Also the requirements for design and features are also getting a little more evolved. In terms of the demography as well as psychography, there is an evolution that we have seen rapidly coming in the Indian landscape.
Then there’s the digital aspects of the buying behavior and the retail experience and hence the showroom infrastructure has changed, given the amount of research that consumers already do when they walk into the showroom. The changes are accelerating all the time.
Can you share some examples that exemplify future-facing marketing strategies for Maruti Suzuki?
Maruti Suzuki as a brand was generally known, as it is still known, for value for money, great fuel efficiency, low maintenance and wide network, and therefore ‘peace of mind’. That was something which went very well with the previous generation consumers. Because as I said, India was still evolving in terms of behavior of consumerism as well as economically.
First-time buyers were about 75-80 percent but today they are about 45-47 percent. That's still very high, which means that India is a growing economy with a young population - 65 percent of the population is below 35 years of age.
After some time the priorities of consumers when they were making choices for buying cars, especially the younger people, changed because they had a higher income level. Financing was available and much easier. They were more exposed to global conditions. Therefore we did find that we need to create a brand that is more aspirational in nature. So one of the negatives which we had found in that ‘value for money’ and the ‘peace of mind’ sort of brand positioning was that it sort of became less aspirational over time. Sometimes Maruti Suzuki was associated with a slightly older or conservative consumer and the number of people who were no longer conservative and were modern in outlook was increasing and getting younger.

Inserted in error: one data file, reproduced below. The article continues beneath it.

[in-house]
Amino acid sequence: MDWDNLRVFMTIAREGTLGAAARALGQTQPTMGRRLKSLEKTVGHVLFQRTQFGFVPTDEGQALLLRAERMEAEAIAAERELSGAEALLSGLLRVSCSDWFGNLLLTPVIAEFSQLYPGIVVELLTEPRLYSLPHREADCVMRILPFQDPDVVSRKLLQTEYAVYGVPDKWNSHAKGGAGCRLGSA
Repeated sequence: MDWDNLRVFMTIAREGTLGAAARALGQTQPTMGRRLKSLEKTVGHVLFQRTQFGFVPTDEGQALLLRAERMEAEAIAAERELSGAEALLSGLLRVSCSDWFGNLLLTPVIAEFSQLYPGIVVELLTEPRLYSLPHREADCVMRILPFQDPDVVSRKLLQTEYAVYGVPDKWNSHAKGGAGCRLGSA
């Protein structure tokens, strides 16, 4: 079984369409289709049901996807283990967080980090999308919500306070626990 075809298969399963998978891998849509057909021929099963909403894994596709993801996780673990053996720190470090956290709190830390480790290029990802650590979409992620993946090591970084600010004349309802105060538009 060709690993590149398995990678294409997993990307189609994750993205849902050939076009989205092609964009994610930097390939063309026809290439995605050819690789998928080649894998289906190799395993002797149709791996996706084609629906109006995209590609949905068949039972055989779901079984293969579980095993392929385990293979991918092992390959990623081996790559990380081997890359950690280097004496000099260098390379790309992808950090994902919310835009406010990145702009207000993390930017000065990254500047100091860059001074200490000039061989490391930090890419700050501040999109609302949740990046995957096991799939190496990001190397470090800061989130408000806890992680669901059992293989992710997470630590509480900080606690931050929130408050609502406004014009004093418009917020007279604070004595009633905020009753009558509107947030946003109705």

How did you respond to that shift?
So we made the channel brand Nexa which is more aspirational to give that global experience to the consumers as far as car buying is concerned. And, of course, you need to do all those marketing activities that you can charge a premium for.
The digital transformation is ongoing. We found that the younger consumers and, in fact, even some of the older consumers are now more keen to do transactions, at least a large part of it, through digital means. 24 out of the 26 consumer touchpoints we have digitized including financing. So increasingly we find a large number of retails, almost 23 percent, and 35-36 percent of all inquiries coming from the digital platform. It is going to be the future of automobile retail.
Earlier we said it's not possible because people want to kick the tyres or smell the leather, therefore they visit the showroom and of course the salespeople have a great influence on their purchase behavior. But we found that almost 90 percent of consumers now are reasonably sure which car they want to buy even before they call the showroom.
Maruti has always been seen as a family, economical and mass brand. But what is the future portfolio strategy? How are you calibrating the portfolio to make Maruti-Suzuki future-ready?